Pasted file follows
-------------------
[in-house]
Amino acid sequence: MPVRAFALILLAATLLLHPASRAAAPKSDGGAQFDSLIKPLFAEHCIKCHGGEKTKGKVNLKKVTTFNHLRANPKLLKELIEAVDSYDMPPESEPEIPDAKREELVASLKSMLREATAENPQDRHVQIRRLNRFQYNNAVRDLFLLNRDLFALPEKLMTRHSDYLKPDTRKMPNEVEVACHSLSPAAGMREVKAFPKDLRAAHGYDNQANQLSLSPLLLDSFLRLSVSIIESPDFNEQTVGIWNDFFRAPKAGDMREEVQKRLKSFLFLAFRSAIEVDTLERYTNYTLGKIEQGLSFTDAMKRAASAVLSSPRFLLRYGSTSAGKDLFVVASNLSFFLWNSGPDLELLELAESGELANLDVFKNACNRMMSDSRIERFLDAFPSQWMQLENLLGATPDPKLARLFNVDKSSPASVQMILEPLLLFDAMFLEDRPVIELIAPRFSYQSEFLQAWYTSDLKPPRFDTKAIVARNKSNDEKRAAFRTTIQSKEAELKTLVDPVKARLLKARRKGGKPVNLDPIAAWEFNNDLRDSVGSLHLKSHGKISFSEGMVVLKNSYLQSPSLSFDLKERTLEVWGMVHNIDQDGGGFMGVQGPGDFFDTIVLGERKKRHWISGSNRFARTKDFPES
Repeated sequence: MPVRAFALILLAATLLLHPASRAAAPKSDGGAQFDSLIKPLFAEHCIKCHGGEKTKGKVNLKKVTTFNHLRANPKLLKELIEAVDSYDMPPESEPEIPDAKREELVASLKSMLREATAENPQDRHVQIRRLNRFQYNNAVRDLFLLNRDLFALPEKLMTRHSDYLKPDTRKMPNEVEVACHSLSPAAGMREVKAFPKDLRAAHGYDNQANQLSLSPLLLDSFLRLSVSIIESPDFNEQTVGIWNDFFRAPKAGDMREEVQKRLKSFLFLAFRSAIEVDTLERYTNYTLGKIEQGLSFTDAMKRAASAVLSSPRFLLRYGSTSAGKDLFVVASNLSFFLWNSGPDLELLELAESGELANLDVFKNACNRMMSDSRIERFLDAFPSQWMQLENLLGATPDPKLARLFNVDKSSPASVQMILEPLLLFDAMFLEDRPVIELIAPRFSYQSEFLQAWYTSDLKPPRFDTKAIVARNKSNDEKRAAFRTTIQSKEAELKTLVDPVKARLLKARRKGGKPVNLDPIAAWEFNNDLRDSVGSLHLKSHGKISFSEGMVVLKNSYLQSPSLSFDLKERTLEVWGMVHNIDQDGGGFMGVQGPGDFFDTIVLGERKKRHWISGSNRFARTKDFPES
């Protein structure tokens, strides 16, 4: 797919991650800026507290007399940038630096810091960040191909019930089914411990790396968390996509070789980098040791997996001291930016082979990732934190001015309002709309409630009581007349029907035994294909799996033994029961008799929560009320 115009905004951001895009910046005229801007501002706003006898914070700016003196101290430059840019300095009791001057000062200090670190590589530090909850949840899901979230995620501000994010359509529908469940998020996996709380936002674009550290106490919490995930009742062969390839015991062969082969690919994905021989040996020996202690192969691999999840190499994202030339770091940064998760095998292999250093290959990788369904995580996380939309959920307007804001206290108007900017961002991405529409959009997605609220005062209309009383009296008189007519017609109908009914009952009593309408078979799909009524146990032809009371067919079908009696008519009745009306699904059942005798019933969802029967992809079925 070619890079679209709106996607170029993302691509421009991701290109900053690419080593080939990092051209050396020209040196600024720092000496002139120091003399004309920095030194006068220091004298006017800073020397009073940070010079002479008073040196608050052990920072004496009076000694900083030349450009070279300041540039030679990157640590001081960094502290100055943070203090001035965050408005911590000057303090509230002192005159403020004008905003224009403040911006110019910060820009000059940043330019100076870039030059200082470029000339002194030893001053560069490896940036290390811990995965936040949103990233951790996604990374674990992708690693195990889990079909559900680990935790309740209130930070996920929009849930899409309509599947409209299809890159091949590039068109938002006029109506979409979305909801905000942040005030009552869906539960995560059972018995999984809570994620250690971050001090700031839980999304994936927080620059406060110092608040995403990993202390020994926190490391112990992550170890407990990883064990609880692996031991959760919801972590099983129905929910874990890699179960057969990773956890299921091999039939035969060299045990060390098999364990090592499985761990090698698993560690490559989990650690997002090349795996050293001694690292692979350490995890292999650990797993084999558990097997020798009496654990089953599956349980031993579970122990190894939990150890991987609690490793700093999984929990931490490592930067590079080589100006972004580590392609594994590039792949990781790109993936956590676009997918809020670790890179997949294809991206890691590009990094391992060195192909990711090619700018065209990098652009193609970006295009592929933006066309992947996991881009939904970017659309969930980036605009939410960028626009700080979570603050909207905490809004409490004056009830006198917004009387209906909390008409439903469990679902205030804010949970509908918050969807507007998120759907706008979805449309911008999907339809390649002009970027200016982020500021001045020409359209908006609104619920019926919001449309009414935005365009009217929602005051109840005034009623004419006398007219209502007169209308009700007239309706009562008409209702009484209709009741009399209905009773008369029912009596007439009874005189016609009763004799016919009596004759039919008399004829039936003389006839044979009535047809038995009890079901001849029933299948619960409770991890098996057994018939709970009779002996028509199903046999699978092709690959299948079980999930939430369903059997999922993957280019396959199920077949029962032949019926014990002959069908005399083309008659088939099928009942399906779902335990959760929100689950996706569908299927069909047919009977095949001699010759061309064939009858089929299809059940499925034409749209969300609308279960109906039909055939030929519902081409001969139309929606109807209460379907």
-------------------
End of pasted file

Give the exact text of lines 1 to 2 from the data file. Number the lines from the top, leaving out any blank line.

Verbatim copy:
[in-house]
Amino acid sequence: MPVRAFALILLAATLLLHPASRAAAPKSDGGAQFDSLIKPLFAEHCIKCHGGEKTKGKVNLKKVTTFNHLRANPKLLKELIEAVDSYDMPPESEPEIPDAKREELVASLKSMLREATAENPQDRHVQIRRLNRFQYNNAVRDLFLLNRDLFALPEKLMTRHSDYLKPDTRKMPNEVEVACHSLSPAAGMREVKAFPKDLRAAHGYDNQANQLSLSPLLLDSFLRLSVSIIESPDFNEQTVGIWNDFFRAPKAGDMREEVQKRLKSFLFLAFRSAIEVDTLERYTNYTLGKIEQGLSFTDAMKRAASAVLSSPRFLLRYGSTSAGKDLFVVASNLSFFLWNSGPDLELLELAESGELANLDVFKNACNRMMSDSRIERFLDAFPSQWMQLENLLGATPDPKLARLFNVDKSSPASVQMILEPLLLFDAMFLEDRPVIELIAPRFSYQSEFLQAWYTSDLKPPRFDTKAIVARNKSNDEKRAAFRTTIQSKEAELKTLVDPVKARLLKARRKGGKPVNLDPIAAWEFNNDLRDSVGSLHLKSHGKISFSEGMVVLKNSYLQSPSLSFDLKERTLEVWGMVHNIDQDGGGFMGVQGPGDFFDTIVLGERKKRHWISGSNRFARTKDFPES